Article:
This web seminar course examines three economic institutions that are central to understanding
the processes referred to as “globalization”: the World Bank, the International Monetary Fund and
the World Trade Organization. The course develops a framework of the key concepts in discussions
of globalization before exploring the political origins and current social consequences of these
organizations, and examining related issues of global governance, corporate accountability and
After successfully completing this course, you will be able to:
- Find and assess information relevant to issues of globalization on the Internet.
- Participate in discussions about globalization in an informed manner.
- Explain key terms used in discussions about economic globalization.
- Develop a broad definition of globalization.
- Discuss different ideologies in favour and against globalization.
- Discuss the relationship between politics and economics.
- Locate current political and economic discussions within a historical context.
- Describe and critique the three political/economic institutions that are central to the
process of globalization: the International Monetary Fund (IMF), the World Bank, and the World
Trade Organization (WTO).
- Analyze case studies on the international role of one or more of these political/economic
- Identify and discuss some of the political consequences of globalization.
- Outline and engage in the debates and issues around global governance and global justice.
- Sustain an interest in reading, writing, and talking about contemporary issues in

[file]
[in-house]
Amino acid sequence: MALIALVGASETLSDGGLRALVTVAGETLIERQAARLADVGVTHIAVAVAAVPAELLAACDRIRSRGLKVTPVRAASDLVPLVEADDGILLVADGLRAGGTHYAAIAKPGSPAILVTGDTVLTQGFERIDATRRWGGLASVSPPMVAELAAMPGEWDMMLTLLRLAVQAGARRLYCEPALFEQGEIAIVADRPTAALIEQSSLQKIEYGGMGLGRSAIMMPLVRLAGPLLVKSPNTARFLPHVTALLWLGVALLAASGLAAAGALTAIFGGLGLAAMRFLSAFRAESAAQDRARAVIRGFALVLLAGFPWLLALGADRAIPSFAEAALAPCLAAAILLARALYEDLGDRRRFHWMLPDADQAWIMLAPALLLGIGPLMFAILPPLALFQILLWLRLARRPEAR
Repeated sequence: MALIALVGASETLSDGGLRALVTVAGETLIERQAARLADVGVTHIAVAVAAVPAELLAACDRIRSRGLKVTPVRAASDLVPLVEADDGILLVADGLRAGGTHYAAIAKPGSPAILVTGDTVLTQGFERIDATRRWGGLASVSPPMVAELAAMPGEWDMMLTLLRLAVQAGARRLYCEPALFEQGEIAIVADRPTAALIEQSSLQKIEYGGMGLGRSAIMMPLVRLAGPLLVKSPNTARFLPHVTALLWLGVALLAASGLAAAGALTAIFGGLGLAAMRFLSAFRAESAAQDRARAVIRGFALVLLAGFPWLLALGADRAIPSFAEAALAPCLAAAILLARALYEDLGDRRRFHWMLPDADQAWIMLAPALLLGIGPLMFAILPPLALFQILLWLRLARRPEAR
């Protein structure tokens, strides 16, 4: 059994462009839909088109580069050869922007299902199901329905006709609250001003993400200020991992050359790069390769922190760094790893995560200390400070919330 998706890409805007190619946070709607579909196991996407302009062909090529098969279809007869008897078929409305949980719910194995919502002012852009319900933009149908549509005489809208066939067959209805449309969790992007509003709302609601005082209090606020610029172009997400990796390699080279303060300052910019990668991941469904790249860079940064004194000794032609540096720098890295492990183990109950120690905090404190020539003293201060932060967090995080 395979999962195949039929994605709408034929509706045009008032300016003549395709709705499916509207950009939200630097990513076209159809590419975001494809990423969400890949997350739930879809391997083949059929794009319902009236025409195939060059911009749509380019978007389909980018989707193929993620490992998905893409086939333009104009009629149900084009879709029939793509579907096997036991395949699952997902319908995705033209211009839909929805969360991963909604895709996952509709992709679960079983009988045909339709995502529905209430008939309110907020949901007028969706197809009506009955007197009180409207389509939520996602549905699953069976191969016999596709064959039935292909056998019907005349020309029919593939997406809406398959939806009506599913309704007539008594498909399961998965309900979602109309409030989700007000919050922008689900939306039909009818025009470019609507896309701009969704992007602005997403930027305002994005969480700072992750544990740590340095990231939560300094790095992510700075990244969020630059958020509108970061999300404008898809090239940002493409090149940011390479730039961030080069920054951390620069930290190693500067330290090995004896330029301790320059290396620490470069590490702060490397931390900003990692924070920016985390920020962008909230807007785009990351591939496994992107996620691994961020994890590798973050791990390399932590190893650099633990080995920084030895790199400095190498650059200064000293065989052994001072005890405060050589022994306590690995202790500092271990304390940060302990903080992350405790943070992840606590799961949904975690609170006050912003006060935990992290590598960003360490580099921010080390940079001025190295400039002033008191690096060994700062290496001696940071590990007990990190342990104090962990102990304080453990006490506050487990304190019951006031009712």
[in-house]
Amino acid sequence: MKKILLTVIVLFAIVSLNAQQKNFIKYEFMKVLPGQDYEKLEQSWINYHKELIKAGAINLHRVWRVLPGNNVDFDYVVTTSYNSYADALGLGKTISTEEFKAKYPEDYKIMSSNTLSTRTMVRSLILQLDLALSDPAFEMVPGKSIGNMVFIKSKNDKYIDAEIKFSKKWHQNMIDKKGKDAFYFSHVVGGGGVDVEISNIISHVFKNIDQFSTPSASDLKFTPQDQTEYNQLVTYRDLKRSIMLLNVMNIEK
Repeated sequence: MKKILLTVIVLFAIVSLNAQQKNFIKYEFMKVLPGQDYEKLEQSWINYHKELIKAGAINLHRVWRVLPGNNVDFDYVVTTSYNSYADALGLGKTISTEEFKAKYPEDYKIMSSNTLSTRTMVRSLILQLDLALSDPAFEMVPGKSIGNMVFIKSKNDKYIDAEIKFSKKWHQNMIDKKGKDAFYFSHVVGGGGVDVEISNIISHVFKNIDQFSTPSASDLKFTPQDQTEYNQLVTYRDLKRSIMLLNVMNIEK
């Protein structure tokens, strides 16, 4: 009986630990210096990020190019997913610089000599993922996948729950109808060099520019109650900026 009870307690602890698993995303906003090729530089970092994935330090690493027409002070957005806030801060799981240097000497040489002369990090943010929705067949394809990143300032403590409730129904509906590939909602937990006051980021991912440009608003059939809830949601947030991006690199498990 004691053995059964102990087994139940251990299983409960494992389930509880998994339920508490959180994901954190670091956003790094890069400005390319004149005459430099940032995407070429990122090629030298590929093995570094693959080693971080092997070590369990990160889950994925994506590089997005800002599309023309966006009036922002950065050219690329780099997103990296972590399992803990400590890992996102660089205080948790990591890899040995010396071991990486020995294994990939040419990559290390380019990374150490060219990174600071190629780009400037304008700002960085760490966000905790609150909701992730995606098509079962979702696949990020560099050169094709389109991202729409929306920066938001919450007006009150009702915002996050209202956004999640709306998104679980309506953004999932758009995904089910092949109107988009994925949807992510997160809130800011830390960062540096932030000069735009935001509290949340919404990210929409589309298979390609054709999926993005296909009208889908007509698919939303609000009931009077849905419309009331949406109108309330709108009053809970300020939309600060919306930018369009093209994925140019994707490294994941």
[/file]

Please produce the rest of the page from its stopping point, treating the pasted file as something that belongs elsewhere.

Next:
- Adopt a critical but receptive attitude towards alternative perspectives on political and
- Evaluate contesting arguments about globalization and society by applying tests of logic and
- Develop a reasoned and social science-based approach to dealing with complex political and
social questions connected to globalization.
- Analyze the complex political and social questions related to globalization and produce
informed judgments about them.
- Appreciate the importance of the relationship between globalization and the European and
North American colonization of the rest of the world.
POLI 3991: Globalization and Its Discontents: The Politics of Economic Change includes
the following units:
Unit 1: Theoretical and Historical Frameworks for Discussing Globalization
Unit 2: Ideologies of Globalization, and Financial Globalization
Unit 3: Accountability and Democracy under Globalization
Unit 4: Resistance and Alternatives: Is World Justice Possible?
Required text and materials
Students will receive the following textbooks:
- Ellwood, W. (2015). Globalization: Buying and selling the world (4th ed). Between the
Type: Textbook ISBN: 978-1-77113-245-9
- Rodrik, D. (2011). The globalization paradox: Democracy and the future of the world
Type: Textbook ISBN: 978-0-393-34128-7
Note: If you have questions about course textbooks or other materials, email OLMaterials.
Please be aware that should your course have a final exam, you are responsible for the fee to the online proctoring service, ProctorU, or to the in-person approved Testing Centre. Please contact firstname.lastname@example.org with any questions about this.
In order to successfully complete this course, you must obtain at least 50% on the final
examination and 50% overall. The following chart shows how the final grade is determined for this
|Assignment 1 : Journal Entires (4)
|Assignment 2 : Sustainable Development Goal
|Assignment 3 : Follow the Thing
|Final Exam (mandatory)
Open Learning Faculty Member Information
An Open Learning Faculty Member is available to assist students. Students will receive the necessary contact information at the start of the course.